Developed by IWC, Ceratanium® is a material that combines the advantages of titanium and ceramic in a groundbreaking new composition. The patented material is as lightweight and unbreakable as titanium and at the same time as hard and scratch-resistant as ceramic. It is also characterised by its excellent skin compatibility, its high degree of corrosion-resistance and its matte black colour. This has enabled us to create our first completely black design, without a coating, including all watch components such as push-buttons or pin buckles (more detailed information in separate article).
The double chronograph has an integrated split-seconds hand mechanism for simultaneously measuring short periods of time. It is powered by the 79230 calibre with self-winding mechanism and boasts a power reserve of 44 hours. The watch, with its black dial and black hands, sits on a rubber strap and textile inlay.
Ceratanium® is a trademark of IWC Schaffhausen, registered in numerous countries throughout the world.
Since 2005, IWC has been in collaboration with the family of French aviator and author, Antoine de Saint-Exupéry. This partnership has already seen a variety of special editions launched within the Pilot’s Watches collection. While some pay tribute to the life and accomplishments of the great humanist himself, others are dedicated to his most famous literary work “The Little Prince” (Le Petit Prince). These timepieces, characterised by their distinctive midnight blue dials, have been a highly regarded addition to the Pilot’s Watch collections since 2013. And at the upcoming SIHH, the manufacturer will now be adding some exclusive models to this line.
One such model is the Big Pilot’s Watch Constant-Force Tourbillon Edition “Le Petit Prince” (ref. IW590303). It is the first pilot’s watch from IWC to feature a constant- force tourbillon. It is available with a hard gold case and is limited to 10 watches.
This is the first time IWC has produced a watch with hard gold, a special new version of red gold. The microstructure of the alloy is modified in a sophisticated manufacturing process. Hard gold is therefore significantly harder and around 5 to 10 times more wear-resistant than conventional red gold. As a result, the material is perfectly suited to the large case and the crown of a Big Pilot’s Watch.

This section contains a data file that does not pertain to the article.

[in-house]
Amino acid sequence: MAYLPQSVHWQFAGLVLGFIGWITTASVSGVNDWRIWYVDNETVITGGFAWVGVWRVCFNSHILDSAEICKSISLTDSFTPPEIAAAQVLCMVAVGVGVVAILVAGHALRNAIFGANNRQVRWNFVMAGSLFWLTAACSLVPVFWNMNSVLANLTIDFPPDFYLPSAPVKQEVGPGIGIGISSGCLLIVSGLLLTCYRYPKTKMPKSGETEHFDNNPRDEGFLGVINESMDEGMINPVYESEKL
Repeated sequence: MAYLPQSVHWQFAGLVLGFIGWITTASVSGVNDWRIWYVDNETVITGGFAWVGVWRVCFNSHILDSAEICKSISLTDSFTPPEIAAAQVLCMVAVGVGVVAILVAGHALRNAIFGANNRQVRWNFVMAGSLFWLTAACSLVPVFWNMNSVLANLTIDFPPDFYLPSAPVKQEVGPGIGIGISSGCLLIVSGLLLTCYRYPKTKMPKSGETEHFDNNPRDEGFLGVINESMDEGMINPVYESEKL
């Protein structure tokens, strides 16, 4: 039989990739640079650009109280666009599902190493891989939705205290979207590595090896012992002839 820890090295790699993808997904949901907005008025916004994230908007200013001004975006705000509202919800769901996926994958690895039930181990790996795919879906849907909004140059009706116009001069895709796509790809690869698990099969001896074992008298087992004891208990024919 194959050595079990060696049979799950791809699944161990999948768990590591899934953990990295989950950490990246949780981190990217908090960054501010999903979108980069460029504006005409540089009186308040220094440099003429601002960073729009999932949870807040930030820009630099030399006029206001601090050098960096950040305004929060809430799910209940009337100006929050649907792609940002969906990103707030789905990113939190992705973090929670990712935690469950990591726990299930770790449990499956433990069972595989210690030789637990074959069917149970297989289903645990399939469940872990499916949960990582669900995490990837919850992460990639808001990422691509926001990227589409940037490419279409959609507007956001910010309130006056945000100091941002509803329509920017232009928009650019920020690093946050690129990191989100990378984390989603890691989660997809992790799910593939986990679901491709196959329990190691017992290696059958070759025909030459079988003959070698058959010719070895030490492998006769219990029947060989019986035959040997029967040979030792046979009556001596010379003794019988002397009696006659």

The patented constant-force tourbillon is the IWC engineers’ answer to a centuries-old challenge in the field of watchmaking: As the tension in the spring of a mechanical wristwatch slackens over time, less force is transferred to the escapement via the dial train, which in turn decreases the amplitude of the balance. This has a negative impact on the precision of the watch. The patented constant-force mechanism separates the escapement from the direct flow of force from the dial train and with every second re-tensions a balance spring, which serves as a temporary store of energy and transfers absolutely even force pulses to the escape wheel. Integrated into a tourbillon, which also eliminates the influence of gravity on the oscillating system, the result is extraordinary precision.
The IWC-manufactured calibre 94805 combines a constant-force tourbillon with a perpetual moon phase display, which takes 577.5 years to require adjustment by one day. The “Petit Prince” stands on the moon. Two barrels store enough power for 96 hours. A display notifies the wearer of the remaining power reserve.